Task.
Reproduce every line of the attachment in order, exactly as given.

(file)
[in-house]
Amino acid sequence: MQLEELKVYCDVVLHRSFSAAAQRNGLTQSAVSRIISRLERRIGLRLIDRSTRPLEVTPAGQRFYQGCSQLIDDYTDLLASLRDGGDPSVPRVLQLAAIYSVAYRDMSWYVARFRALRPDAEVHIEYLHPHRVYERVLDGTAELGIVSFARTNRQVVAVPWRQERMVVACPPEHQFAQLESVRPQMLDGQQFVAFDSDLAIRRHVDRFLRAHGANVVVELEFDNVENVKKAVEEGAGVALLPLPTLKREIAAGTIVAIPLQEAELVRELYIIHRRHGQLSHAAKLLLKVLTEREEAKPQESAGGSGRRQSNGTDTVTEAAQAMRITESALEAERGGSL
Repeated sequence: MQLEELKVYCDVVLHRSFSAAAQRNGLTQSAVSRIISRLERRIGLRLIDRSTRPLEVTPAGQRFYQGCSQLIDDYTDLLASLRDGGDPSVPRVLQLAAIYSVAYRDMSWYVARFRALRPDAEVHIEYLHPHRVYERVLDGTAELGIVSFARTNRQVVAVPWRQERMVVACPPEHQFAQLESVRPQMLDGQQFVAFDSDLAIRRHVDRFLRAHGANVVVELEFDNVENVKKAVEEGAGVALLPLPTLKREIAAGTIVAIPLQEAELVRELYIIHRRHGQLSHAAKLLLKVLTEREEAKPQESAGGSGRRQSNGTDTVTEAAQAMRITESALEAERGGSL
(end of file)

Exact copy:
[in-house]
Amino acid sequence: MQLEELKVYCDVVLHRSFSAAAQRNGLTQSAVSRIISRLERRIGLRLIDRSTRPLEVTPAGQRFYQGCSQLIDDYTDLLASLRDGGDPSVPRVLQLAAIYSVAYRDMSWYVARFRALRPDAEVHIEYLHPHRVYERVLDGTAELGIVSFARTNRQVVAVPWRQERMVVACPPEHQFAQLESVRPQMLDGQQFVAFDSDLAIRRHVDRFLRAHGANVVVELEFDNVENVKKAVEEGAGVALLPLPTLKREIAAGTIVAIPLQEAELVRELYIIHRRHGQLSHAAKLLLKVLTEREEAKPQESAGGSGRRQSNGTDTVTEAAQAMRITESALEAERGGSL
Repeated sequence: MQLEELKVYCDVVLHRSFSAAAQRNGLTQSAVSRIISRLERRIGLRLIDRSTRPLEVTPAGQRFYQGCSQLIDDYTDLLASLRDGGDPSVPRVLQLAAIYSVAYRDMSWYVARFRALRPDAEVHIEYLHPHRVYERVLDGTAELGIVSFARTNRQVVAVPWRQERMVVACPPEHQFAQLESVRPQMLDGQQFVAFDSDLAIRRHVDRFLRAHGANVVVELEFDNVENVKKAVEEGAGVALLPLPTLKREIAAGTIVAIPLQEAELVRELYIIHRRHGQLSHAAKLLLKVLTEREEAKPQESAGGSGRRQSNGTDTVTEAAQAMRITESALEAERGGSL